For attorneys building their own law firms, one of the most important concepts to grasp is that business growth is almost never linear. While you can anticipate growth over time, that growth won’t happen on a consistent grade even if you’re doing everything right. To illustrate what I mean, consider the following scenario…
Let’s suppose you’ve set an aggressive goal to double the size of your law firm in 2020. You’re not just dreaming, either—you’ve got a solid marketing plan, a growth strategy and milestones in place to make that goal achievable. Now, conventional logic says to grow your business by 100 percent in a year, you should grow by 25 percent in Q1, 25 percent in Q2, and so on. So in the first quarter, you deploy all your strategies faithfully and monitor their results. By the end of Q1, you’ve indeed grown…by a modest five percent. You double down for Q2, and your growth by July is 18 percent.
By now, you’re dejected and despondent…so you either adjust your expectations to maybe 40 percent growth in 2020, or worse—you just give up, not realizing that had you continued your current trajectory, your Q3 results would have been 60 percent.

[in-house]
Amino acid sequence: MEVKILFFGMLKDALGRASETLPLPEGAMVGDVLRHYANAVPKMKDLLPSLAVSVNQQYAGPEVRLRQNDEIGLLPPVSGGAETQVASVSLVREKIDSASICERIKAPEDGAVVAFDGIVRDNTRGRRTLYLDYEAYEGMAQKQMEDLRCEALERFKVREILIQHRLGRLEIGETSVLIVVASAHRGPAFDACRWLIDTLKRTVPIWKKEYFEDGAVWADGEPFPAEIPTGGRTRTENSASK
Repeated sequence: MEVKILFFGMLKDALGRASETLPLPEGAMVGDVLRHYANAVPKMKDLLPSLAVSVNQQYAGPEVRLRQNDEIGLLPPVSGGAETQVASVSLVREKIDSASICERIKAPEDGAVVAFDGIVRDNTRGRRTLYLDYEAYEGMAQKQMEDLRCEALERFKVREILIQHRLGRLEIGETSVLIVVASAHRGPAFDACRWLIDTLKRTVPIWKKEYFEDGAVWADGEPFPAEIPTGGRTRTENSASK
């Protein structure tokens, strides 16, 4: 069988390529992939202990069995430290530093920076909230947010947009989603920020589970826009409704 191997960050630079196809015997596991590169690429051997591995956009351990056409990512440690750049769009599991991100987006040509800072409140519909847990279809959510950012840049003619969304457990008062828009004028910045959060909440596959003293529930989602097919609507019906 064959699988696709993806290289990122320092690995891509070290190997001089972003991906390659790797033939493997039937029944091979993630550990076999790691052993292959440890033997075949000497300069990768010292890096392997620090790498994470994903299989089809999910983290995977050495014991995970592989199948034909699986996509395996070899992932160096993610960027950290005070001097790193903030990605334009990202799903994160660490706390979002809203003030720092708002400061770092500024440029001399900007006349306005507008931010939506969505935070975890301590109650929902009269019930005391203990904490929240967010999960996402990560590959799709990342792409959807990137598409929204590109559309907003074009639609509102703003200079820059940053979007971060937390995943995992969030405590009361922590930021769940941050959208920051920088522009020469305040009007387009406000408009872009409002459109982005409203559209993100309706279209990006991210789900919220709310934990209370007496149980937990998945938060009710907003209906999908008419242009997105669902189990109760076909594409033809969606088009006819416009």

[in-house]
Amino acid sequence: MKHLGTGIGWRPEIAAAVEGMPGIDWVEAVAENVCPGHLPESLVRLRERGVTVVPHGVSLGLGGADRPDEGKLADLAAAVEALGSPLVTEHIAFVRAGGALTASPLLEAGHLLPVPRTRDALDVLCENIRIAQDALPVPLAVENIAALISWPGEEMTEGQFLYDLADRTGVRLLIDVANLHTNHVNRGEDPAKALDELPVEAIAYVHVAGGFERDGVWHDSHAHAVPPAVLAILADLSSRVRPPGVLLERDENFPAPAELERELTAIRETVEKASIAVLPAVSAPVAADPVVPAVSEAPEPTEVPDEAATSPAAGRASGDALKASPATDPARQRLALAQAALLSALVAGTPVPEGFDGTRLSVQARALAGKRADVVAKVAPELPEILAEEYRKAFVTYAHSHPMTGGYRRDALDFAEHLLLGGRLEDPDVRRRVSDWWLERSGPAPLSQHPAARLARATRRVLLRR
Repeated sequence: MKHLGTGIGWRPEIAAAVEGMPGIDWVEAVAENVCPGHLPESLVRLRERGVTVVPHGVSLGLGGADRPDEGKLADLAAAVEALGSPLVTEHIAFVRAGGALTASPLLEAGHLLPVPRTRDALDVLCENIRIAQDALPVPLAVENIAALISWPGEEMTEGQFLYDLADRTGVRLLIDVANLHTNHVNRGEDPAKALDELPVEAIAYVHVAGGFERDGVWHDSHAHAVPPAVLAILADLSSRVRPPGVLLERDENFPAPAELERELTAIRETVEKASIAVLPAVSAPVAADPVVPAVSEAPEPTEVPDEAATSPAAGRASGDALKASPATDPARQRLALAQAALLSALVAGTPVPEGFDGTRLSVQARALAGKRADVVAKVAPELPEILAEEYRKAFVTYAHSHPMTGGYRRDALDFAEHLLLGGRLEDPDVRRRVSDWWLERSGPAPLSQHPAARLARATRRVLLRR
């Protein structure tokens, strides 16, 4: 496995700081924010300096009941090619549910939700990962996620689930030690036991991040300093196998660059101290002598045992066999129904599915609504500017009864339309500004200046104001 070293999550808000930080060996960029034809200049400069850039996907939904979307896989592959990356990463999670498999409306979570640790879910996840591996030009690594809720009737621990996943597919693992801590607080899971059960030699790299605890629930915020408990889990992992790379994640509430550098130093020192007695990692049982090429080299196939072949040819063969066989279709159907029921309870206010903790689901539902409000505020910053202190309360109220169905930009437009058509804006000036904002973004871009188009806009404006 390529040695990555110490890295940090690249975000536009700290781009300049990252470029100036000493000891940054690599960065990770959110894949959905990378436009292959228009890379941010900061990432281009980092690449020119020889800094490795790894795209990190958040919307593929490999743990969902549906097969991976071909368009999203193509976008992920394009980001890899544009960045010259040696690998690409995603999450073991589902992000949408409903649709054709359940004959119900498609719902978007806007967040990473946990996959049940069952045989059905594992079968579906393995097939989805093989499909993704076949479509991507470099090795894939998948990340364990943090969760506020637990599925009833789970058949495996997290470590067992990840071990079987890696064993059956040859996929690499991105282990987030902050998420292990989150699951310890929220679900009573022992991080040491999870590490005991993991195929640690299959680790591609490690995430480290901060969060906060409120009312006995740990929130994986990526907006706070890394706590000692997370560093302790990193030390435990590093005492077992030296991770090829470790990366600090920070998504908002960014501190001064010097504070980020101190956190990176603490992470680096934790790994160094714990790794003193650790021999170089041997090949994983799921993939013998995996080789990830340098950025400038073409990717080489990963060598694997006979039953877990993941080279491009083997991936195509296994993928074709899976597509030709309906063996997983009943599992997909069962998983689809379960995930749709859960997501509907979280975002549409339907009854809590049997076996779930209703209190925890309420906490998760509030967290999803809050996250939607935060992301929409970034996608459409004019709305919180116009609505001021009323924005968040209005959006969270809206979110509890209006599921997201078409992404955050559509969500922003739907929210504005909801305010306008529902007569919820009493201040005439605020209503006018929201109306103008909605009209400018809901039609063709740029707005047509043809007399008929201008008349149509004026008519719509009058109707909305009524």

What went wrong? Nothing. The problem is that your expectation is linear growth when business growth in real life is non-linear. Your growth trajectory will not be a straight line upward. Real life just has too many variables in it.
If you plot the growth of almost any business (or specific business strategy), it will usually chart in one of two ways:
1. Sometimes it appears as a choppy, zig-zaggy line, with growth occurring in almost unpredictable fits and starts.
2. At other times, it appears as an exponential curve, where most of the input comes at the front end, and most of the payoff happens on the backend.
In either case, as long as the endpoint is higher than the beginning point, you’ve achieved growth over time. That’s why you mustn’t get discouraged with 5 percent growth in the first quarter—and why you can’t give up by Q3. You have to anticipate that you’ll be doing a lot of input with only modest results at the beginning of the process. As you gain momentum, you’ll see the needle move in more encouraging ways.
Don’t misunderstand—the metrics are important, and you should be tracking your progress against certain mile markers to see how things are going. Just keep the numbers in perspective. They may not appear consistent at first, but if you remain consistent by doing the right things for your law firm, those numbers will catch up over time.